A strawberries survey connected to a project that looks at the future of strawberry genetics will soon be sent to strawberry growers.
Daniel Tregeagle, a postdoctoral scholar of agricultural economics at UC Davis, is working on the survey.
“This project is being run over the state of California, through a number of different institutions, different universities, including the state of Florida,” Tregeagle said. “Strawberry growers all over the country are trying to find out what we should be breeding in the next generation of strawberry cultivars.”
The project is part of a Specialty Crop Research Initiative, which is considering what growers are looking for in the next generation of strawberries, Tregeagle said.
“Do they want better yields? Do they want more attractive features that the consumers are going to like? Do they need disease resistance?” Tregeagle asked.
However, growers can’t have everything, because when a cultivar is strong in one area, they tend to be less strong in other areas.
“So what we’re doing in the survey is asking growers what are the main diseases that they’re facing, how are they managing those diseases currently and what would they do differently if they had a better, more resistant strawberry cultivar that could resist those particular diseases,” Tregeagle explained.
Researchers are also interested in looking at fumigation and how they might change in the presence of a more resistance cultivar, Tregeagle added.
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Russ Leno, master sculptor of sand, snow, ice, wood, watermelon, and his favorite—pumpkins, appreciates the the challenge of creating carvings from hundred-pound fleshy orange masses. “This giant cultivar of a squash plant is a good material to carve in, Leno explained. “It gives you fast results, in under a five-hour time period. I like to entertain in front of crowds, and it just gives you something that people can see.”
“Everybody likes pumpkin carving. Everybody likes a jack-o-lantern. It’s just something that everybody enjoys, from the ages of 2 to 92, or even older. It’s still one of the last things I think we do. If you don’t do any art at all, you might still carve a pumpkin at this time of year. I just like the medium, and I just like doing it. It’s just fun. It’s a lot of fun.”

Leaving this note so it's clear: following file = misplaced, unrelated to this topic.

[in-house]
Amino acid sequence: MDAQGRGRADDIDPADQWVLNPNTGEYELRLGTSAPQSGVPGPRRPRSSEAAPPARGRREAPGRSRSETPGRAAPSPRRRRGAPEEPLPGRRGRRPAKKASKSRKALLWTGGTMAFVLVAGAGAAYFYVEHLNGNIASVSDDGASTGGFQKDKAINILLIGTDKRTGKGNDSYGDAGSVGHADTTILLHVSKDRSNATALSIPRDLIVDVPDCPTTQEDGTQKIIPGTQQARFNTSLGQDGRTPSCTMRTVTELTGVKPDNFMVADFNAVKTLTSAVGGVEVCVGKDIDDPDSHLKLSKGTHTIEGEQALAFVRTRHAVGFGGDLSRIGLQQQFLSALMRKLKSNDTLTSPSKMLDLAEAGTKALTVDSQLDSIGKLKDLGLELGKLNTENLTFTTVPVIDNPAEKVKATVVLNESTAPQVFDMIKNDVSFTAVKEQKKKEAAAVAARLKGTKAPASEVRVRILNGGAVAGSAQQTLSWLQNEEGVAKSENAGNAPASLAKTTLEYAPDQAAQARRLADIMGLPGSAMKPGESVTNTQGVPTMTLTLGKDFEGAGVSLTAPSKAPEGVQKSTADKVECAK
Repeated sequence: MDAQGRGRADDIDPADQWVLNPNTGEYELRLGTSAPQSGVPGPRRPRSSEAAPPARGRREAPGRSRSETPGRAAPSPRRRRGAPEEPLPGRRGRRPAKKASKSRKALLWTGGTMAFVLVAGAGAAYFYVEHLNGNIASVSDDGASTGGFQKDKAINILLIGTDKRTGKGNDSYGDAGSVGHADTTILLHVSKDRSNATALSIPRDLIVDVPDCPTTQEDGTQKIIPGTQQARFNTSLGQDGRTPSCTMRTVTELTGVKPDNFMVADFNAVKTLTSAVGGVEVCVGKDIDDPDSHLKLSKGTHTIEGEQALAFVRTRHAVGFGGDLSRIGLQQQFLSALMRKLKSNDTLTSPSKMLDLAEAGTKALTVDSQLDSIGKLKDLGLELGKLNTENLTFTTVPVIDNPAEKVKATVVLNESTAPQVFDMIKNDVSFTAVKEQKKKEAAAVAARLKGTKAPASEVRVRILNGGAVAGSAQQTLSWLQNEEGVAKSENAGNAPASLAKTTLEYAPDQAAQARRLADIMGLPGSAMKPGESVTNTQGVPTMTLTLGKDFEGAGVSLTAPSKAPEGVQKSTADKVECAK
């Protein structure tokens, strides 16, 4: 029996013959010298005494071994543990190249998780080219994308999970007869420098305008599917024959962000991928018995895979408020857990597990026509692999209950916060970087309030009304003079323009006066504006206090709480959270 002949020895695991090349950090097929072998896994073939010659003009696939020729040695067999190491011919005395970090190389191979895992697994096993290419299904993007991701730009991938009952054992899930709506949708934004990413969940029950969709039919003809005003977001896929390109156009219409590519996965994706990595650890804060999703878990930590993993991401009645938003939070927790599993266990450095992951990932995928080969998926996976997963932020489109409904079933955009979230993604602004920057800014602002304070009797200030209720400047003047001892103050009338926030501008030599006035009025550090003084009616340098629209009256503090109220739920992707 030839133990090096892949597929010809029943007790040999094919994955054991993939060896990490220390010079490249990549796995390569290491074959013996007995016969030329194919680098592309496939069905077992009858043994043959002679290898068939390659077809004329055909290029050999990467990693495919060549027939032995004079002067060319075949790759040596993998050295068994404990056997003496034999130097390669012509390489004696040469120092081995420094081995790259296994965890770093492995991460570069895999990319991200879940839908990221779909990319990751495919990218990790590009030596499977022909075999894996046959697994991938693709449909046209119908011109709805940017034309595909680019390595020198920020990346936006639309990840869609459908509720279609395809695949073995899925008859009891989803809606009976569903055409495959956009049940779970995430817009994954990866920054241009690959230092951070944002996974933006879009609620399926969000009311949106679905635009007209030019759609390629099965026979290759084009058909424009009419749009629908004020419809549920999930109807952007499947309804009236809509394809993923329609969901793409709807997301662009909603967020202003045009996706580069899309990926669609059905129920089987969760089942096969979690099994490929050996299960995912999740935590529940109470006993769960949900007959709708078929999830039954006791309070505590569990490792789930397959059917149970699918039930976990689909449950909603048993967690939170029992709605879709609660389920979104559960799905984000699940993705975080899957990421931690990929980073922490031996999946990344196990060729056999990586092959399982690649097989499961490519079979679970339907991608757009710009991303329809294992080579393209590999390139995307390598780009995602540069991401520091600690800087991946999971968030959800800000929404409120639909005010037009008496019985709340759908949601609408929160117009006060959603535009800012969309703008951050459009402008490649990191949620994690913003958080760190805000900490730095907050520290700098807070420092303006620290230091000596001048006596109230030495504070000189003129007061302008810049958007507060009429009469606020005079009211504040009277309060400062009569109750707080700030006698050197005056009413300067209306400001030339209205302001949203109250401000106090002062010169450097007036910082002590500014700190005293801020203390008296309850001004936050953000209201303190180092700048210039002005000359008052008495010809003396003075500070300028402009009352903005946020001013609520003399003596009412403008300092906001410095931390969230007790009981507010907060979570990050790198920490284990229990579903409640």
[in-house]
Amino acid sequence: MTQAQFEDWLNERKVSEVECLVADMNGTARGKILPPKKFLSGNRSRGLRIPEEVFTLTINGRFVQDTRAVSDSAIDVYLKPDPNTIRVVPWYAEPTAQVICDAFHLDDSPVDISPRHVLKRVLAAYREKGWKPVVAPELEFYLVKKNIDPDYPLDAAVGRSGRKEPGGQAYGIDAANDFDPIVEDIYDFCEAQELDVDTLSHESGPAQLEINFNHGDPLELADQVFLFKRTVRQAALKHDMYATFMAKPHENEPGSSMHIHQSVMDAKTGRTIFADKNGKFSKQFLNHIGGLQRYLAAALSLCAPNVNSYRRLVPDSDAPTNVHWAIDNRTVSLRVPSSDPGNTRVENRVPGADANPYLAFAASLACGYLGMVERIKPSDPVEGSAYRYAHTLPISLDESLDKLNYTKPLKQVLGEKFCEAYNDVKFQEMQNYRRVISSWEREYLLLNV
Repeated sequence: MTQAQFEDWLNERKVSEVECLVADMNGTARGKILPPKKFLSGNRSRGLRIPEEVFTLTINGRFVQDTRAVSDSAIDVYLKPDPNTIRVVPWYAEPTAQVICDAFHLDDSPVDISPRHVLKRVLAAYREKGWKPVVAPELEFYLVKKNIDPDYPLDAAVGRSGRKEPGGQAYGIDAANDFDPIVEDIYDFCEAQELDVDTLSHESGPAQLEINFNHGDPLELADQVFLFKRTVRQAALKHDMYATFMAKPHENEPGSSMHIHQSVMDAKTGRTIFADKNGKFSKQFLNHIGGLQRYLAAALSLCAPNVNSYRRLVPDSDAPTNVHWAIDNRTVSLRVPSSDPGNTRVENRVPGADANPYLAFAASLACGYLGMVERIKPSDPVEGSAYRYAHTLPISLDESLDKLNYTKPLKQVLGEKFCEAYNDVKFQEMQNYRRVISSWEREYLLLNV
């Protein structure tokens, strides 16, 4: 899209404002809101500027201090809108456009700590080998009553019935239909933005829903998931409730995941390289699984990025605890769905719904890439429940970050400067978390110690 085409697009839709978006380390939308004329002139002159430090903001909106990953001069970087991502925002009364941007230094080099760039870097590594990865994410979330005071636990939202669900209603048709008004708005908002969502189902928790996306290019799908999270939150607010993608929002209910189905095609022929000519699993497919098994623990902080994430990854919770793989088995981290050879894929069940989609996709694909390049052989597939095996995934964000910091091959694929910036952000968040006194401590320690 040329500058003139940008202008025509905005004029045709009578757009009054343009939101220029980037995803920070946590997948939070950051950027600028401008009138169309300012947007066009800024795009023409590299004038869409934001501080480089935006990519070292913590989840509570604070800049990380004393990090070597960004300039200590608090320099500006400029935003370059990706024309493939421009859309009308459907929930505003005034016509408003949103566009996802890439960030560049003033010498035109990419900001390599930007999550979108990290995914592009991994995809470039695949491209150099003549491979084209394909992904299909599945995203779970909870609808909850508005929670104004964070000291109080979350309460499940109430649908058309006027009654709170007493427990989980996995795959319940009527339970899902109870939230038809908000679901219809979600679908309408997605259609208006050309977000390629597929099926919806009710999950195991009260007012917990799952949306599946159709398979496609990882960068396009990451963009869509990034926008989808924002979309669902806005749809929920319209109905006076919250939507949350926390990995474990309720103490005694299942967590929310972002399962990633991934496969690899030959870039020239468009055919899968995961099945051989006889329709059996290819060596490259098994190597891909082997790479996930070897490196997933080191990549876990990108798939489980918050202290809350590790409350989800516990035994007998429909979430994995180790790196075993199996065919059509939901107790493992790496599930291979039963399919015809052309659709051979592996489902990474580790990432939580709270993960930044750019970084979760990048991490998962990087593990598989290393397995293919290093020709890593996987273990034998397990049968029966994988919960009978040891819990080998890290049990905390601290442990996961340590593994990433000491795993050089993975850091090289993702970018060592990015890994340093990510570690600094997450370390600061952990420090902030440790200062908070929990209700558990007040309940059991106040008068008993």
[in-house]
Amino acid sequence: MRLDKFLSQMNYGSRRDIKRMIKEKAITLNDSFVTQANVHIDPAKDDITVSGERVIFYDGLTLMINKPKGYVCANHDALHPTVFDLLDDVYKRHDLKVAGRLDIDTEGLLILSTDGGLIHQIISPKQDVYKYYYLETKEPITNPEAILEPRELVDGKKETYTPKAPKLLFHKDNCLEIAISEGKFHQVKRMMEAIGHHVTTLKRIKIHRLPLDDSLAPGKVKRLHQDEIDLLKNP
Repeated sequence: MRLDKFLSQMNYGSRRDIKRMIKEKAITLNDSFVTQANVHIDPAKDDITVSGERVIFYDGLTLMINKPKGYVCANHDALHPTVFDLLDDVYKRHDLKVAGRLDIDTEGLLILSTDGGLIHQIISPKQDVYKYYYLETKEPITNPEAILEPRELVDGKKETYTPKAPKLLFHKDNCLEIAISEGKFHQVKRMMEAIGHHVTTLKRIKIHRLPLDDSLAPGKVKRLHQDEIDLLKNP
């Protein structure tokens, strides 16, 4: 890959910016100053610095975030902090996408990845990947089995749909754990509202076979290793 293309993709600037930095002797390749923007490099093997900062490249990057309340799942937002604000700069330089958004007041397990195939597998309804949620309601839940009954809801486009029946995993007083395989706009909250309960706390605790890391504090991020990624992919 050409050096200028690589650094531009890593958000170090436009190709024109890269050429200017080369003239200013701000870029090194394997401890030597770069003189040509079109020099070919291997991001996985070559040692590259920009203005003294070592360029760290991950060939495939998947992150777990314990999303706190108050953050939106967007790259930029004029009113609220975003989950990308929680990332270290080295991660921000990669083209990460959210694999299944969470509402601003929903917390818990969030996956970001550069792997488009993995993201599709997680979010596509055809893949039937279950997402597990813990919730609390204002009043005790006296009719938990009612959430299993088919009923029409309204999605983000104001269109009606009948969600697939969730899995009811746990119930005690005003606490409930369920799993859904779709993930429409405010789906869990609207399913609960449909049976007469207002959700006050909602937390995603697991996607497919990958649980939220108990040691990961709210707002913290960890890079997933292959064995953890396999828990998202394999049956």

A recent performer at the Big Fresno Fair, Leno’s inspiration comes from within, as well as from looking at different artist sculptures, paintings, or drawings, or different elements in nature. “I might take a culmination of two or three different things and put my own spin on them. I might like something I see, but discover a better way to put a spin on it for a pumpkin. A lot of times, a pumpkin is only going to give you what it is going to give you because it’s only so thick and it’s hollow on the inside. You’ve got to be careful.”
“Everybody seems to think that they just pulled it out of a hat, and that’s just not true. After doing this for a number of years, I realized all the great sculptors from way back when didn’t just get a hammer and chisel and start pounding rock. They did a lot of planning and drawings up front.”
Leno initiates his ginger-hued creations from drawings and photos of posed people and things. “As you learn more about sculpting, to do something good, it is a planned event.”
He acknowledged you can carve certain things in certain pumpkins that you just can’t in other ones. “I might start out saying I’m going to carve this, but find the pumpkin is not thick enough or deep enough. The sculpture becomes something totally other than what I started out with, but that’s okay. They all come out nice at the end, and it’s fun.”
Leno, who has seen a range of pumpkins, which are native to North America, from different regions in the country with variations in size, shape, color and texture, but he prefers Prizewinner Pumpkins and small Atlantic Giant Pumpkins from the central California coastline. “These 100-pounders or 150-pounders are really good carvers because of the thickness -to-size ratio is very well proportioned so that you can get a fairly deep cut along with a proportionate-sized piece. They’re just great carving pumpkins.”
“I carve large pumpkins, and the people who grow the large pumpkins and I share a great love for the pumpkin itself and what it takes to grow them to their large sizes and their capability of being sculpted. You just don’t find these giant pumpkins just any old place. They require a little better soil conditions and fertilizers and specific pH balance in the soil to get these up at these sizes.”
“Pumpkin carving, which began as an all-American craft, has gained international popularity because of the internet and cultivation of pumpkins in other countries. A lot of countries now celebrate Halloween like we do, and people across the globe are now carving pumpkins and having a good time with them.”
“The internet has also created a way for sculptors to share their different carvings with like-minded people around the world.”